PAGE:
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Female U.S. Military Veterans' (Non)Disclosure of Mental Health Issues with Family and Friends: Privacy Rules and Boundary Management.
Wilson SR, Hintz EA, MacDermid Wadsworth SM, Topp DB, Southwell KH, Spoont M. Female U.S. Military Veterans' (Non)Disclosure of Mental Health Issues with Family and Friends: Privacy Rules and Boundary Management. Health communication. 2021 Apr 1; 36(4):412-423.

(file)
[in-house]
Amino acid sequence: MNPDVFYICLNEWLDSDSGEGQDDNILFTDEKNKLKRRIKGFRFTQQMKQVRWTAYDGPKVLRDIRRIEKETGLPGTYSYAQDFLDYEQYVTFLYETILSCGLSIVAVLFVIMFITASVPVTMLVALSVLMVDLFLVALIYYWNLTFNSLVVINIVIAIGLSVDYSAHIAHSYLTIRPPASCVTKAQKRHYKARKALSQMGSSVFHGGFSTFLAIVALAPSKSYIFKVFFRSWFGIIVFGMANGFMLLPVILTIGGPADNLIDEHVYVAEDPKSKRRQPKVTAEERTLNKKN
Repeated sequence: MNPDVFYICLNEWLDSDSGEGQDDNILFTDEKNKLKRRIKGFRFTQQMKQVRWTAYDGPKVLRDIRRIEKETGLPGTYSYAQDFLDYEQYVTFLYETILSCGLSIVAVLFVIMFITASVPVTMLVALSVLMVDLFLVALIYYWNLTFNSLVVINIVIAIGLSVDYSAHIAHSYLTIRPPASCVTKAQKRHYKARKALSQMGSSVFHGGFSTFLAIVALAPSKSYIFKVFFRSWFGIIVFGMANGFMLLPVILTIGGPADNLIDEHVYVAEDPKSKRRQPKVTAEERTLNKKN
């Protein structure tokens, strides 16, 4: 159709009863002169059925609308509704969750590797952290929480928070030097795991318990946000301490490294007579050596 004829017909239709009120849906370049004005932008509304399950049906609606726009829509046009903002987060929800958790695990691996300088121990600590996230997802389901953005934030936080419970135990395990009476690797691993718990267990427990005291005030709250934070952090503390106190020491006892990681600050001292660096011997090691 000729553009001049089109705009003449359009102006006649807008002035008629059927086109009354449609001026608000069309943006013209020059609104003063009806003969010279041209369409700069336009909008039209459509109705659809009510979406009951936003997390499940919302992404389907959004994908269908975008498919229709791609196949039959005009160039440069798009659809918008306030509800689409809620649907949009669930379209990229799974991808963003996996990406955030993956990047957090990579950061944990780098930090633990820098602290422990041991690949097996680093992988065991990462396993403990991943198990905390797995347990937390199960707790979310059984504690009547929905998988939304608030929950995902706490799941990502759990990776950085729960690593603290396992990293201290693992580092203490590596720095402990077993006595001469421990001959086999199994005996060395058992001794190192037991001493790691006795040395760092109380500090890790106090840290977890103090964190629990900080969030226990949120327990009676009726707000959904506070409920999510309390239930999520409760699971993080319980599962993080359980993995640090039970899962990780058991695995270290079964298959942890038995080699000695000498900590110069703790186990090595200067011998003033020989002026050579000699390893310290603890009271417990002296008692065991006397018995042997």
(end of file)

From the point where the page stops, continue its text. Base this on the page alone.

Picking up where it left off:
Grounded in communication privacy management (CPM) theory, this study explores the criteria female U.S. military veterans rely on when creating privacy rules regarding (non)disclosure of their mental health information with others as well as how female veterans manage privacy boundaries. Interviews with a diverse sample of 78 female veterans recently diagnosed with PTSD revealed examples of all five criteria for privacy rules proposed by CPM theory and illustrate how factors such as military culture, trauma, and risk/benefit assessments are interconnected. Female veterans also altered their boundary linkages, permeability, and control in response to tensions between revealing and concealing mental health information. Findings suggest the potential utility of drawing connections between tensions that motivate concealing/revealing and boundary management operations and highlight the need to further develop and evaluate programs such as peer support counseling within the Department of Veteran Affairs where female veterans can serve as support resources for their peers.